Overseas Property Buyer’s Guide to Southwest France

Overseas Property Buyer’s Guide to Southwest France 1

Air that’s perfumed with the savory scent of herbs. Strolling hand-in-hand down cobblestone streets at sunset and stopping for a treat at your favorite café. Cuisine that’s unapologetically, sinfully rich. Hiking trails that strive to balance out all those decadent meals – though some of them lead to truffle fields. Mysterious cave paintings that connect you to a time so long ago it’s inconceivable. That feeling like you’re on holiday indefinitely.

It’s clear why southwest France attracts people from all over the world and encourages them to settle down and purchase property here, whether it’s a full-time home or a holiday escape.

overseas property

The Climate

Southwest France is lucky enough to enjoy a mild climate throughout most of the year, which means warmth in the spring and summer and relatively high temperatures during the autumn and winter. You’ll also be treated to sunshine almost every day.

During the winter the temperatures can dip, though. Snowfall isn’t unheard of, which is good news for skiers. Winters are short here, too, especially compared to winters in Britain and other areas in Europe. Spring comes in early and autumn stretches for a while.

The Lifestyle

Southwest France is modest, especially when compared to the fast pace of Paris, the tourism in Provence or the glamour of the French Riviera. It’s no less lovely than any of those places, though. People travel to southwest France to dine, to see the cave paintings at Lascaux and mostly to get a taste of authentic, civilized, history-steeped France. When you’re here, you can’t help but feel that this is the way life is supposed to be lived.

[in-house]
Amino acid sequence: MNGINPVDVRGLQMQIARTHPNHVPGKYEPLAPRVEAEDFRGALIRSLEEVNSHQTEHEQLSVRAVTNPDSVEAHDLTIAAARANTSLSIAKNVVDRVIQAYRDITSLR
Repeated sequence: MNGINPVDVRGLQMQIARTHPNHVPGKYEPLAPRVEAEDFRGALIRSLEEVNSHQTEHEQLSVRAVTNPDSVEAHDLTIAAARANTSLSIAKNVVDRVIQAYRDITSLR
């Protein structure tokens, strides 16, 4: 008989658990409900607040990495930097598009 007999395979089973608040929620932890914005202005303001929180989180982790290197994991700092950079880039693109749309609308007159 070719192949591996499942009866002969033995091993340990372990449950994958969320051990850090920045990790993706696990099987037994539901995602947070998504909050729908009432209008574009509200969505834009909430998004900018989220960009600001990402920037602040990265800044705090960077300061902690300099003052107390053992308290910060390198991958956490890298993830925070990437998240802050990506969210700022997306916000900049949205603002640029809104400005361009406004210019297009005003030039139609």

The cobblestone villages here are easy to miss if you’re not paying attention – and their charm is definitely worth your attention. One of the most noticeable characteristics of southwest France is how leisurely locals approach their days as there’s no pressure to be constantly clock watching.

There’s a relaxed feeling about work and a strong focus on family and recreation. Nobody will frown if you head outside for a long lunch break or take a few weeks off for an extended holiday. Even the restaurants are unhurried. Don’t be surprised if you’re encouraged to linger with a glass of wine before heading to your table or ordering dinner.

Foie gras seems to be everywhere, from local cookbooks to restaurant menus. It may be traditional, it could have a modern twist or it could even be buried in your dessert.

Getting There

There are nearby airports in Biarritz and Bordeaux, as well as two in the Midi-Pyrénées area: Toulouse-Blagnac Airport and Tarbes-Lourdes-Pyrénées Airport. You can also take the Eurostar, which travels to Biarritz and Bordeaux from major cities like London and Paris. You can hire a car at your airport or train station, too.

Popular Locations to Live in Southwest France

Before we get into specific areas of southwest France, we wanted to make the distinction between Aquitaine and Midi-Pyrénées, which will help as you search for properties. The two areas are located side-by-side, but they’ve both gone through some changes over the past few years.

The former region of Aquitaine included Dordogne, Gironde, Landes, Lot-et-Garonne and Pyrénées-Atlantiques. In 2016, the region was joined by the Poitou-Charentes and Limousin regions. Today, the area is officially called Nouvelle-Aquitaine.

The former region of Midi-Pyrénées included Lot, Aveyron, Tarn, Tarn-et-Garonne, Gers, Hautes- Pyrénées, Haute-Garonne and Ariège. In 2016, the region was joined by Languedoc-Roussillon. Today, the area is officially called Occitanie.